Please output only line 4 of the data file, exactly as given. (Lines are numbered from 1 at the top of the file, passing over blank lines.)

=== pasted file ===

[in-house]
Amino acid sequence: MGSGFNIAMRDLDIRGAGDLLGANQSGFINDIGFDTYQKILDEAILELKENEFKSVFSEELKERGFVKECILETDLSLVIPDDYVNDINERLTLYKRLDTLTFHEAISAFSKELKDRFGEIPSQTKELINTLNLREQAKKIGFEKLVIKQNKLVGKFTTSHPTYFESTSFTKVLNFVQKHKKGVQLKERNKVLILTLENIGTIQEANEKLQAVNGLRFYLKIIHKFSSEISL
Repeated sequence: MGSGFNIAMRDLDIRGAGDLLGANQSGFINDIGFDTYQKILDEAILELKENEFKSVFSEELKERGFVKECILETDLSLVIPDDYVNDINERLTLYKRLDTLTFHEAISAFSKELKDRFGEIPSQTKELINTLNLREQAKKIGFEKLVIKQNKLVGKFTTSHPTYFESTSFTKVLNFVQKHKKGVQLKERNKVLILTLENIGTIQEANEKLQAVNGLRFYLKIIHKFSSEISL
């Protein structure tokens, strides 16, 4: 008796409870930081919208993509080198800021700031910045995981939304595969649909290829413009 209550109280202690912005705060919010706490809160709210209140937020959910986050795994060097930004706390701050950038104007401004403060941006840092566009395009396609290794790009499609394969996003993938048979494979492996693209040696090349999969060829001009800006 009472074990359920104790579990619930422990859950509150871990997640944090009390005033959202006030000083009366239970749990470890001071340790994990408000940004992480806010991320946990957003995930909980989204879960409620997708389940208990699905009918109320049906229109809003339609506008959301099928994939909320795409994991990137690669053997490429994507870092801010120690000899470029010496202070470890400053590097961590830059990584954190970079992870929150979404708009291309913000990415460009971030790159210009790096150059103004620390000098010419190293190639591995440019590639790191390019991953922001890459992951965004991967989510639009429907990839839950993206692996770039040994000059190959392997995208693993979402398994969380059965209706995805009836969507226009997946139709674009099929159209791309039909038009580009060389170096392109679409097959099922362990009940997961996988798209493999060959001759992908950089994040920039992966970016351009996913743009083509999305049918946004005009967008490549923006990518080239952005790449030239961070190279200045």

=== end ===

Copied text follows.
């Protein structure tokens, strides 16, 4: 008796409870930081919208993509080198800021700031910045995981939304595969649909290829413009 209550109280202690912005705060919010706490809160709210209140937020959910986050795994060097930004706390701050950038104007401004403060941006840092566009395009396609290794790009499609394969996003993938048979494979492996693209040696090349999969060829001009800006 009472074990359920104790579990619930422990859950509150871990997640944090009390005033959202006030000083009366239970749990470890001071340790994990408000940004992480806010991320946990957003995930909980989204879960409620997708389940208990699905009918109320049906229109809003339609506008959301099928994939909320795409994991990137690669053997490429994507870092801010120690000899470029010496202070470890400053590097961590830059990584954190970079992870929150979404708009291309913000990415460009971030790159210009790096150059103004620390000098010419190293190639591995440019590639790191390019991953922001890459992951965004991967989510639009429907990839839950993206692996770039040994000059190959392997995208693993979402398994969380059965209706995805009836969507226009997946139709674009099929159209791309039909038009580009060389170096392109679409097959099922362990009940997961996988798209493999060959001759992908950089994040920039992966970016351009996913743009083509999305049918946004005009967008490549923006990518080239952005790449030239961070190279200045």